John 13:31-35

April 24, 2016


Two men from the United States were riding on a train in Britain. English trains have compartments where six or seven people can be seated. In the compartment with these two men was a very distinguished looking gentleman. The two Americans were quietly discussing this gentleman between themselves.

In a very low tone one of them said, “I would wager money that he is the Archbishop of Canterbury.”

The other man said, “I don’t think so. I’ll take that bet.”

So the first man approached the gentleman and said, “Sir, would you mind telling us, are you the Archbishop of Canterbury?”

The man turned and said, “You mind your own blankety-blank business! What the blankety-blank difference does it make to you, you blanket-Blank Yank?”

And the first American turned to the other and said, “He won’t say whether he is the Archbishop or not.”

Well, I would hope that they would know that the Archbishop of Canterbury, the spiritual head of the Anglican church, wouldn’t address them with a string of curse words. But it started me thinking, “How does one identify a Christian?”

The Rev. Timothy Kennedy tells of traveling by bus throughout Israel one summer. On one part of the journey, the bus driver placed a big white signed by the passenger side windshield. Since it was in Arabic, Kennedy asked their guide to translate. The sign said, “This is an Arabic bus, owned and operated by Arabs. Please do not throw stones.”

When they got close to Tel Aviv, the driver pulled another sign from behind his seat, and replaced the first sign in the windshield. Since it was in Hebrew, Kennedy asked their guide to translate again. The new sign said, “This is a Jewish bus, owned and operated by Israelis. Please do not throw stones.”

How do you tell the difference between an Arab bus and a Jewish bus? A big plastic sign in the windshield. But back to our primary question, how do you identify a Christian? I guess we could wear plastic signs. But would that really do the trick?

This is an important question. A few years ago, the Barna Research Group released the findings of a nationwide survey of people who do not consider themselves to be Christian. They were asked to provide their impressions of 11 groups of people ranging from military officers to scandalous women of the streets. One of the statistics that stuck with me was that only 44% of those surveyed had a favorable impression of clergy–ministers, priests, rabbis. Even more disturbing, only 22% had a favorable impression of evangelical Christians. This last category, evangelical Christians, was beaten out by Democrats, television performers, real estate agents, lawyers, Republicans, and lesbians. The only group that scored lower in favorable ratings than evangelical Christians was drug dealers.

Now, whether you identify yourself as an evangelical Christian or not, this attitude ought to be a matter of concern to you. Somebody’s missing the target in their witness for Christ.

It’s like that woman who read that dogs were healthier if fed a tablespoon of cod liver oil each day. So each day she followed the same routine–she chased her dog until she caught it, wrestled it down, and managed to force the cod liver oil down the dog’s throat.

Until one day when, in the middle of this grueling medicinal effort, the bottle was kicked over. With a sigh, she loosened her grip on the dog so she could wipe up the mess–only to watch the dog trot to the puddle and began lapping it up. The dog loved cod liver oil! It was just the owner’s method of application the dog objected to.

Is this not true of the church’s commission to make disciples of all people? People desperately want to know that God is alive and that God loves them. Why aren’t our churches full? There must be a problem with how we are communicating our message.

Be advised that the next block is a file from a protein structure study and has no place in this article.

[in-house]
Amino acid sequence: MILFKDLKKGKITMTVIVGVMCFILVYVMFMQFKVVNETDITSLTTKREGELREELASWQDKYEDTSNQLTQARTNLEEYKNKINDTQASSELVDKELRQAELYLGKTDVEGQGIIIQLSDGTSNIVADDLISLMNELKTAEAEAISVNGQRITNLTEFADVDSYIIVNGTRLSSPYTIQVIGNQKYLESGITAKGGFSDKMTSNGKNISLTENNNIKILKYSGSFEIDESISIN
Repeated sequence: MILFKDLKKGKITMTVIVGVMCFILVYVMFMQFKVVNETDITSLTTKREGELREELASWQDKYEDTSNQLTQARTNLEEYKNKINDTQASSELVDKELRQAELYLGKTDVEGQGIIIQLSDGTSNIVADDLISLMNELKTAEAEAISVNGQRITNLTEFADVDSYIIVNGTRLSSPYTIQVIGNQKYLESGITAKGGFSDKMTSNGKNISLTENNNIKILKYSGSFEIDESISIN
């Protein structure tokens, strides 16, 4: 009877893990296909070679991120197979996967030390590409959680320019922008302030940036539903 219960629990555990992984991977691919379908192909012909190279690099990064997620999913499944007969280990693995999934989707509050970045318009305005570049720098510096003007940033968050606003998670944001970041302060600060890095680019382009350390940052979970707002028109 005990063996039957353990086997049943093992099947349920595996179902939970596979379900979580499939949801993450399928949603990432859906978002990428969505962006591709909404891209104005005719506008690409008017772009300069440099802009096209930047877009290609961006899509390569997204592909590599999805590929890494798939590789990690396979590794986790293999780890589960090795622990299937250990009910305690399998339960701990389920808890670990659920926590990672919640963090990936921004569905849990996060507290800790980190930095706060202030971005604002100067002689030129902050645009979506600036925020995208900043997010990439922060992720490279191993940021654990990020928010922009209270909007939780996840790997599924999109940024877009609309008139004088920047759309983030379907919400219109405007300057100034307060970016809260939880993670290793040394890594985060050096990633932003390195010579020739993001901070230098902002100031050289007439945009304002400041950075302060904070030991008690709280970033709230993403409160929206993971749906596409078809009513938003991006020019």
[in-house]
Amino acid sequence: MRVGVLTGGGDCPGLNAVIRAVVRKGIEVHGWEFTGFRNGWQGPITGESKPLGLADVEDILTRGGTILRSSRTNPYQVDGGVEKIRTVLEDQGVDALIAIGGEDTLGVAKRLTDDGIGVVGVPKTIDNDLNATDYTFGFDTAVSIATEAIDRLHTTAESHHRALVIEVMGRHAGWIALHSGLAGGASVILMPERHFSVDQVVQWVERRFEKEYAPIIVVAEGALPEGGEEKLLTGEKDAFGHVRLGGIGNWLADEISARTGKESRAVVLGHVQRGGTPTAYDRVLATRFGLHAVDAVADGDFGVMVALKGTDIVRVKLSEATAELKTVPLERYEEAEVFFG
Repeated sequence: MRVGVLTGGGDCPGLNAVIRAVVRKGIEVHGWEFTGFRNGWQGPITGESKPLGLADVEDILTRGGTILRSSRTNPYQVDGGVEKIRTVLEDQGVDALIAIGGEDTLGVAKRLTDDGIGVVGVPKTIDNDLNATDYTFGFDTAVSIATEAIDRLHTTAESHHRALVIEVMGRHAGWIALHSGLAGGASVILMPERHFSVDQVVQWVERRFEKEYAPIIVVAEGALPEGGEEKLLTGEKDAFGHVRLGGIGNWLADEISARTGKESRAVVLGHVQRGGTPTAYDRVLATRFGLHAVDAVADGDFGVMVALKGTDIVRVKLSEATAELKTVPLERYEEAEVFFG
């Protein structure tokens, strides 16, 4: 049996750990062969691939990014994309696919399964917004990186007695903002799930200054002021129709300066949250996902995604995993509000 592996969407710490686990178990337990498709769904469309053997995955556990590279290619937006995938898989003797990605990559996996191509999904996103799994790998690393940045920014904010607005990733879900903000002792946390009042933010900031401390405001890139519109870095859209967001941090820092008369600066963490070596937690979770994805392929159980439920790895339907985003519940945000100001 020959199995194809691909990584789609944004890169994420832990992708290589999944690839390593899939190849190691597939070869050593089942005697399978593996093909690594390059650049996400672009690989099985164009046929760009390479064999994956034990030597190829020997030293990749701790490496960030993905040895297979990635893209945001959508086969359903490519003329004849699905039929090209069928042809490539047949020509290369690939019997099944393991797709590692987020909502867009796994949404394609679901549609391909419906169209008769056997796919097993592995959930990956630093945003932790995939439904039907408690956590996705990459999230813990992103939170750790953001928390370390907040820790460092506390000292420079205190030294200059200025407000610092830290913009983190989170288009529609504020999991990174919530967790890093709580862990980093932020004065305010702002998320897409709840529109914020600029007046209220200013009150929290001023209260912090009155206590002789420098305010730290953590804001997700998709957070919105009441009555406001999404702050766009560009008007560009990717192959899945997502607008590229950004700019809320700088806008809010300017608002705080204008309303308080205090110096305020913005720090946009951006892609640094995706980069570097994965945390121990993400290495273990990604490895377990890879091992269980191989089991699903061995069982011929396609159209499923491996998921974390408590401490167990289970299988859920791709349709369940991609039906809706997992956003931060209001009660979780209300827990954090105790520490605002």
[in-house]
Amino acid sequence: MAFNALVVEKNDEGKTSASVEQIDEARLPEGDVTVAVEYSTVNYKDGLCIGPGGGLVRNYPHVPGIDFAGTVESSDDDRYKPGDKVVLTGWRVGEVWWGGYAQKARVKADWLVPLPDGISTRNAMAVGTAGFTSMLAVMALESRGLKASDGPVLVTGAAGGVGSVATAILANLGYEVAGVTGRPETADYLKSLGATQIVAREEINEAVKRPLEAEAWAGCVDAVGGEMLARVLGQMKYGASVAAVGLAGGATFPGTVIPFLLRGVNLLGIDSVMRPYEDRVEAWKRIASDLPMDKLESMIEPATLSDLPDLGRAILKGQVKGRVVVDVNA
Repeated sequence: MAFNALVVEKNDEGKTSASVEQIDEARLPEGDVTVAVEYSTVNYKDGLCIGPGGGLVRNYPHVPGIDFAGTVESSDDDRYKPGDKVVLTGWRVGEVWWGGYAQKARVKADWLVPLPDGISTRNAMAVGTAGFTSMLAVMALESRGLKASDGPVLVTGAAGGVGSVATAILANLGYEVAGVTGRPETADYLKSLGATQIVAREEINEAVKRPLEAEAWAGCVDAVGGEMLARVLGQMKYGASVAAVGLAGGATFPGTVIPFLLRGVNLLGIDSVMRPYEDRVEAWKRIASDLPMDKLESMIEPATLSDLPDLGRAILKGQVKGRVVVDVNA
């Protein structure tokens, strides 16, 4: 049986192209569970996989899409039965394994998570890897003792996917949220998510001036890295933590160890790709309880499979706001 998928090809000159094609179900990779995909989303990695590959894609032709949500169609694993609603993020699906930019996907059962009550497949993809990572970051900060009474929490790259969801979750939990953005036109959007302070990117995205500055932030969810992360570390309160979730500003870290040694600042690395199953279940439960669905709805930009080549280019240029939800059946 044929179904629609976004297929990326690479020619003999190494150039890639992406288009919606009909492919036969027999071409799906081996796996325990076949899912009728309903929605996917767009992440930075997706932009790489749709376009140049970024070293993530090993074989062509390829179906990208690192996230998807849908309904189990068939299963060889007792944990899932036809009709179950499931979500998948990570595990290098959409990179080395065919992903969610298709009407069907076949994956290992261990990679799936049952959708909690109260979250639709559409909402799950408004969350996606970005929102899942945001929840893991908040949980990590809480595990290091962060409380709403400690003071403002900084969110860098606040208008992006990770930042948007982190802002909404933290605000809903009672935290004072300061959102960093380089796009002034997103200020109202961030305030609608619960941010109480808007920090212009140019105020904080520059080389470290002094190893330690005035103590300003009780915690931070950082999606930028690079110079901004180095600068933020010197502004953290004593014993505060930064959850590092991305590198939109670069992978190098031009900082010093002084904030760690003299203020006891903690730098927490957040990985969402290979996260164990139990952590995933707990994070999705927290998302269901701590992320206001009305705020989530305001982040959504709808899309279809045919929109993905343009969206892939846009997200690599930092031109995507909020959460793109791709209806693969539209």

Who we are speaks so loud that people cannot hear what we are saying. We’ve seen what’s happened to the church in Europe. Large, empty cathedrals. Congregations consisting of a few older hangers on. Is that where we’re headed? I read recently that it costs $10 million per day to maintain all the cathedrals in Great Britain. $10 million a day! Wonder when the government will tire of this enormous expense. Is the church kept around for a curiosity? A quaint reminder of another day? And how did it happen that the church became so irrelevant to people’s lives? Maybe it’s because who we are speaks so loud that people cannot hear what we say.

Richard Fairchild tells about a man living in the Appalachian area during the Depression who went to Knoxville for the first time to transact some business. While there he saw a refrigerator that made ice. Since it was summertime, he thought it was a miracle of God.

When he returned to his hometown in the mountains, his church was in the midst of a revival worship service. He arrived at the service during the time when the people were giving testimonies. He told of the miracle of seeing ice made in the midst of the summer.

Well, a dispute broke out. Many claimed that there was no such thing. Others wanted to believe him. It resulted in a schism within the church. Many left the church to form a new church. Its name to this very day is “No Ice In the Summer Southern Baptist Church.”

People can be petty, can’t they? We’ve all seen it, in a multitude of organizations. When it happens in the Lion’s Club or Sertoma, maybe it’s not such a big deal. But when it happens in the church of Jesus Christ, it is a big deal. We are those called to turn the world upside down. We can’t afford to be petty. What has happened to us that we turn about as many people off as we turn on? Do people have difficulty identifying us, and being attracted to us?

Even when we are in mission we sometimes convey the wrong message.

A teenaged boy informed his father of a wonderful activity that they were going to do at the church’s youth group. They were going to hand out blankets to the homeless. This was in Cleveland, Ohio where warmth is a necessity during the ruthless Northeast winter. The young man exclaimed with fervor, “We’re passing out blankets so that we can tell them about Jesus!”